Protesters gathered in more than two dozen cities across the country last Friday to stand against the Trump administration's practice of separating immigrant parents and children at the U.S. southern border, a big departure from past practice. The local inland Mendocino protest happened in front of the courthouse in downtown Ukiah at 5pm, the height of after-work traffic on State Street. Approximately 15 people were in attendance. 


More Local News

Local News

A Place To Call Home: Donald Damp

21 hours ago

June 16, 2018 -- In this episode of A Place to Call Home, we'll hear from Donald Damp, an ambassador to the homeless community. He is formerly homeless himself, and now volunteers at organizations all over Ukiah, working to help currently homeless people get medical attention, basic necessities, and sometimes just a friendly or informative word. 

Tune in to hear him tell his story and discuss his philosophy about where life has led him.

Cultural Services Agency A Go

Jun 12, 2018

June 12, 2018 -- Over strenuous objections, the Board of Supervisors signaled their intent to form a Cultural Services Agency, which would place one director over the libraries, parks, and county museum. Budgets would remain separate. Friends of the library and several advisory boards say they were left out of the decision-making process.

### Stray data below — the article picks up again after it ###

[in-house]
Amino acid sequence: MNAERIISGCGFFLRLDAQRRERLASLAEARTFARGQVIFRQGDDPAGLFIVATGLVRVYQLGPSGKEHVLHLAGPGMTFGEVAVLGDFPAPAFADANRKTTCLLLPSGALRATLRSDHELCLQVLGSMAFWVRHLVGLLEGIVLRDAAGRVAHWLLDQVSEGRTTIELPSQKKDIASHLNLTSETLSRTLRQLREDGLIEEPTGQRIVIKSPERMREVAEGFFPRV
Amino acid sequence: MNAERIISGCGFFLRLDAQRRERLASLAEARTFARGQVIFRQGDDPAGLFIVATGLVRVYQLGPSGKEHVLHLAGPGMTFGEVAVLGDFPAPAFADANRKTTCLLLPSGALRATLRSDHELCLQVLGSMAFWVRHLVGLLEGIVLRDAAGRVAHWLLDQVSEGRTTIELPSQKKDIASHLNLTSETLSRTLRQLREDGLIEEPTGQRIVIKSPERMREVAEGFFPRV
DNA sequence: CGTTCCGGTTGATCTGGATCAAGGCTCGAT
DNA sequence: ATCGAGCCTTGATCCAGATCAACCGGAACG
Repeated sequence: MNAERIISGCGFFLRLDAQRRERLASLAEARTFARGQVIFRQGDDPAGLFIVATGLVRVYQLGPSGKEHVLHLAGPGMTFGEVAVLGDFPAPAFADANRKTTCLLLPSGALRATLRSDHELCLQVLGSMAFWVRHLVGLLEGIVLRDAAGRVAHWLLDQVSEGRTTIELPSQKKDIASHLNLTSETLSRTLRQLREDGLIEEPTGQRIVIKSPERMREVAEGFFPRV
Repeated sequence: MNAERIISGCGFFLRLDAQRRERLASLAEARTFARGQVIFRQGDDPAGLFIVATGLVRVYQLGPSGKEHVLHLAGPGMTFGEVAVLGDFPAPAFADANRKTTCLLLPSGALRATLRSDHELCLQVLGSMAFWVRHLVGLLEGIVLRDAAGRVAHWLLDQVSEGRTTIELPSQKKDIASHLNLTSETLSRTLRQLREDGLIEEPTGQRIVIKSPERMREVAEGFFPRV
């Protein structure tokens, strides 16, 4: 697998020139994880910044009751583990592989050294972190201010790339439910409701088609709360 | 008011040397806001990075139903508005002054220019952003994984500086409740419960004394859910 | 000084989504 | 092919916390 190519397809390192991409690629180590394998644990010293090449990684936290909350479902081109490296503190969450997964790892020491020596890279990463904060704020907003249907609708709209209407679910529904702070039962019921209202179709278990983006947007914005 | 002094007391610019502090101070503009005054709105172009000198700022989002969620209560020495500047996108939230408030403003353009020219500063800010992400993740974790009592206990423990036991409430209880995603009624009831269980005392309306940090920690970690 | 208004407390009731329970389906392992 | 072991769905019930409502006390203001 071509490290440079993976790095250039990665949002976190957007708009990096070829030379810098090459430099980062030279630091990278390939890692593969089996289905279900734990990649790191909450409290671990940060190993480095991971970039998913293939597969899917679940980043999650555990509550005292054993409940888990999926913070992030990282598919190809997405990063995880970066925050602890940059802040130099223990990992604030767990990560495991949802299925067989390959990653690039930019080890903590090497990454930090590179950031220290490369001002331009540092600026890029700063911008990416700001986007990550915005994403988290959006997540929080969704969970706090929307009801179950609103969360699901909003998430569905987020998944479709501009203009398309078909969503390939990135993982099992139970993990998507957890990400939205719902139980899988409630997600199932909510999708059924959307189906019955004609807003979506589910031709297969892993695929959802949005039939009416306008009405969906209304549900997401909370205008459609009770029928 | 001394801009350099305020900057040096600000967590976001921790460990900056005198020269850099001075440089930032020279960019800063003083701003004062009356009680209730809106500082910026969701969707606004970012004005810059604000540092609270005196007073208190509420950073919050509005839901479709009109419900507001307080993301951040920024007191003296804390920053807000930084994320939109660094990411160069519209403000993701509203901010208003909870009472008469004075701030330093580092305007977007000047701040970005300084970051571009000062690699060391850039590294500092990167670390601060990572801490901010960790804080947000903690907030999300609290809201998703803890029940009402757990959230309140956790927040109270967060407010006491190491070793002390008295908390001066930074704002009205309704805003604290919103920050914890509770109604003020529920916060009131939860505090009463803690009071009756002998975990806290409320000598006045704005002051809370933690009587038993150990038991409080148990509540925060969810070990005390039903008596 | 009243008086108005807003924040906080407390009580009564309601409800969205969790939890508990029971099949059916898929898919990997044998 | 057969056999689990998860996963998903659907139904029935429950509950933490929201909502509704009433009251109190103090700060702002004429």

County Workers Having A Tough Time

Jun 12, 2018

June 12, 2018 -- County workers showed up at last week's budget hearings with harsh words for supervisors, who voted themselves a substantial raise while many rank-and-file are struggling. We'll hear from a union rep and a 19-year-old worker, who supplements his full-time job at the county with a shift at Chipotle to make ends meet.

A Place To Call Home: James Hoffman

Jun 12, 2018

June 12, 2018 -- Today we'll hear from James David Hoffman about his experiences being homeless in Ukiah. Hoffman, or Jimbo, as some people call him, is from the Redwood Valley Rancheria, is profoundly hearing impaired, and has struggled with addiction since puberty. He told me his story on May 11, shortly after he got out of jail. He spoke about a searing trauma in his youth, the beauty of sign language, and how he believes the spirit of his lost daughter has guided him away from death. It was a privilege to be the recipient of his story.